and for future economic prospects rather than current
conditions. Stronger growth in the national economy was
anticipated, with an all-time record number of consumers
anticipating a net decline in unemployment.
Rising inflation remained a top concern of consumers,
although the expected rate of inflation declined in early
June. Spontaneous references to market prices for homes,
vehicles, and household durables hit their worst level since
November 1974. These unfavorable perceptions of market
prices reduced overall buying attitudes for vehicles and
homes to their lowest point since 1982. These declines
were especially sharp among those with incomes in the top
third, who account for more than half of the dollar volume
of retail sales.
¡°Fortunately, in the emergence from the pandemic,
consumers are temporarily less sensitive to prices due to
pent-up demand and record savings as well as improved
job and income prospects,¡± said Chief Economist Richard
Curtin. ¡°The acceptance of price increases as due to the
pandemic, makes inflationary psychology more likely to
gain a foothold if the exit is lengthy.¡±
Timber prices retreat from May¡¯s record highs
After a year that saw record-high softwood lumber prices
and shortages nationwide, the price for softwood lumber
has finally begun to drop. Softwood lumber futures
plunged on 10 June to US$1,009.90 per thousand board
feet, down 41% from the record of US$1,711.20 in May
according to the Wall Street Journal.
Before the COVID-19 pandemic it traded in the range of
US$300 to US$500 per thousand board feet. The price
increase was so high, it added about US$36,000 to the
price of a new home, according to the National
Association of Home Builders.
Despite the pullback a projected rise in US homebuilding
will keep lumber prices above US$500 per thousand board
feet for the next five to eight years according to Scott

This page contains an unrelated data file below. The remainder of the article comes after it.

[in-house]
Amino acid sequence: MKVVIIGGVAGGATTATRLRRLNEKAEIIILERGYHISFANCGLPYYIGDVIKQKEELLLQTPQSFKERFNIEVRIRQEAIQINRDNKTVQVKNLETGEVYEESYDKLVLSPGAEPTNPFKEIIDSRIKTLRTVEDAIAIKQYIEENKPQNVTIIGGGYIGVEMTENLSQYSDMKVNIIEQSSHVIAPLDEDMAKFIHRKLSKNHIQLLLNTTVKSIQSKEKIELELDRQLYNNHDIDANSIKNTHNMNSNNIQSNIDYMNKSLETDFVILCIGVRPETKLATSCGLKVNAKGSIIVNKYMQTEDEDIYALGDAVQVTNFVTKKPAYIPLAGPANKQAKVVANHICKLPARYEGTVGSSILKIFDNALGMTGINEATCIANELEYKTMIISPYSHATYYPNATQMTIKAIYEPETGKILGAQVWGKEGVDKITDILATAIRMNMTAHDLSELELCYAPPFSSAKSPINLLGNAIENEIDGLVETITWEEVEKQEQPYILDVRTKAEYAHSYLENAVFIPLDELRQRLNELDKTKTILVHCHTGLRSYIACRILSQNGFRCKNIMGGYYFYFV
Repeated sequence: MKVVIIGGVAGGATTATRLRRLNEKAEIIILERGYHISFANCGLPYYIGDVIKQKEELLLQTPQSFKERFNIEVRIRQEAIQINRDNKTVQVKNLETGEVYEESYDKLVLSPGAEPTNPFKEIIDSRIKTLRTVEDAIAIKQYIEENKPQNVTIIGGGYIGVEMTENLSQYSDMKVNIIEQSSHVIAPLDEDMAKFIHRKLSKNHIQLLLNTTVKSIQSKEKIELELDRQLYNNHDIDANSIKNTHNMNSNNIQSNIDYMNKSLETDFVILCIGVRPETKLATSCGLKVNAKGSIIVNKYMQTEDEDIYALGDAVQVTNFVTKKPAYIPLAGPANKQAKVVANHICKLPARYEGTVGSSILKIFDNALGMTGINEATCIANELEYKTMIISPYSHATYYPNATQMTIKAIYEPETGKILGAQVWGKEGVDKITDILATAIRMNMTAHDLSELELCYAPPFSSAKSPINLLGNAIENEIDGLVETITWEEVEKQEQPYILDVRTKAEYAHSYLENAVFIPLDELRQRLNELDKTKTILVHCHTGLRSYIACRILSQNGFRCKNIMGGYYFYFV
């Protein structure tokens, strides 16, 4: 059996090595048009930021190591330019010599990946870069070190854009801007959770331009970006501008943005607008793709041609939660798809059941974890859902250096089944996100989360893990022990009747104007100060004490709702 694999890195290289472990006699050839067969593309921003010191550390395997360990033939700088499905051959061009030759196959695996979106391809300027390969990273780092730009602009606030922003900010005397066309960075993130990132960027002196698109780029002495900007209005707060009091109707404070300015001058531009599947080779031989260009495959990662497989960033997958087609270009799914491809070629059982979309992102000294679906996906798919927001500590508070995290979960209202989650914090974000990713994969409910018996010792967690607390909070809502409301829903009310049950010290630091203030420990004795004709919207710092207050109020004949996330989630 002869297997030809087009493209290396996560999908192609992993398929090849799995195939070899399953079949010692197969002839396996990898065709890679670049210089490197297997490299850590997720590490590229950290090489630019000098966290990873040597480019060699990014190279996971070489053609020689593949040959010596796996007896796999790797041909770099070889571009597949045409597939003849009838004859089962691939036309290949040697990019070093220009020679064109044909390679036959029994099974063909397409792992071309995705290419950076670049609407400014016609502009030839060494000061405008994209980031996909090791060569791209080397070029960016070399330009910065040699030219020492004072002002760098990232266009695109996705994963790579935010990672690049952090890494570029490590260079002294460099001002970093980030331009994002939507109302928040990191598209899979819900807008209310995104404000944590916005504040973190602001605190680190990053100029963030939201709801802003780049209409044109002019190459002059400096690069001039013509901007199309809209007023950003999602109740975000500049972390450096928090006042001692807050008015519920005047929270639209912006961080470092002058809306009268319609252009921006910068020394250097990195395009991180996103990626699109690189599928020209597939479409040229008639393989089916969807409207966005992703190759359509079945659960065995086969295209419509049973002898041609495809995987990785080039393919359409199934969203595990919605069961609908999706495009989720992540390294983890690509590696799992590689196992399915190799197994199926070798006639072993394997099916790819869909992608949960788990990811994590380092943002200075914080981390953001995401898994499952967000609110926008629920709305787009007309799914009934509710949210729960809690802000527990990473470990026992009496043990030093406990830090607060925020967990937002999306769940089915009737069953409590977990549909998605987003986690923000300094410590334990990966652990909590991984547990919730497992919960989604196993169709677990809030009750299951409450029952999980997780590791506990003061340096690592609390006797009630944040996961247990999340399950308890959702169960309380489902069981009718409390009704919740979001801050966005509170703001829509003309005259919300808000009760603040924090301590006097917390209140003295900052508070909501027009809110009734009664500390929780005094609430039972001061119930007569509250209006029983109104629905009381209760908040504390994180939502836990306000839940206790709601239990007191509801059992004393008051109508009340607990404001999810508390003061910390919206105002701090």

Reaves, Forest Operations Director at Domain Timber
US manufacturing gains steam; raw material, labour
US manufacturing activity picked up in May as pent-up
demand amid a reopening economy boosted orders, but
unfinished work piled up because of shortages of raw
materials and labour. The overall economy notched a 12th
consecutive month of growth, say the nation¡¯s supply
executives in the latest Manufacturing ISM Report on
According to the ISM, worker absenteeism and short-term
shutdowns because of shortages of parts and workers
continued to limit manufacturing's growth potential.
New Orleans Port rejects Suriname sawnwood
In May, US Customs and Border Protection (CBP)
agriculture specialists at the Port of New Orleans rejected
two non-compliant cargo shipments from South America.
The first shipment was gum rosin from Brazil and the
second shipment was lumber with bark still attached,
shipped from Suriname.
CBP returned the containers back to Brazil and Suriname
because their wood packing materials lacked International
Plant Protection Convention (IPPC) 15 stamps. The IPPC
has an international standard for wood packaging material
to certify that it has been subjected to an approved
treatment measure to keep dangerous insects and their
larvae from burrowing into the wood materials then
escaping the ship or port into the nearby environment.
¡°Inspecting wood packing materials of otherwise lawful
shipments is one of the many, lesser-known ways Office
of Field Operations helps keep our country safe,¡± said
New Orleans Area Port Director Terri Edwards. ¡°An
invasive species can gradually wreak havoc on the
environment and our economy. Just look at the US Forest
Service¡¯s list of invasive insects that have had a significant
impact on the forests of North America.¡±
CBP may issue a penalty for the missing stamps, but
usually brokers are swift to manipulate or re-export the
non-compliant shipment. The costs incurred by the
importer while they wait to get the shipment re-exported
adds up quickly in the port, and there are daily container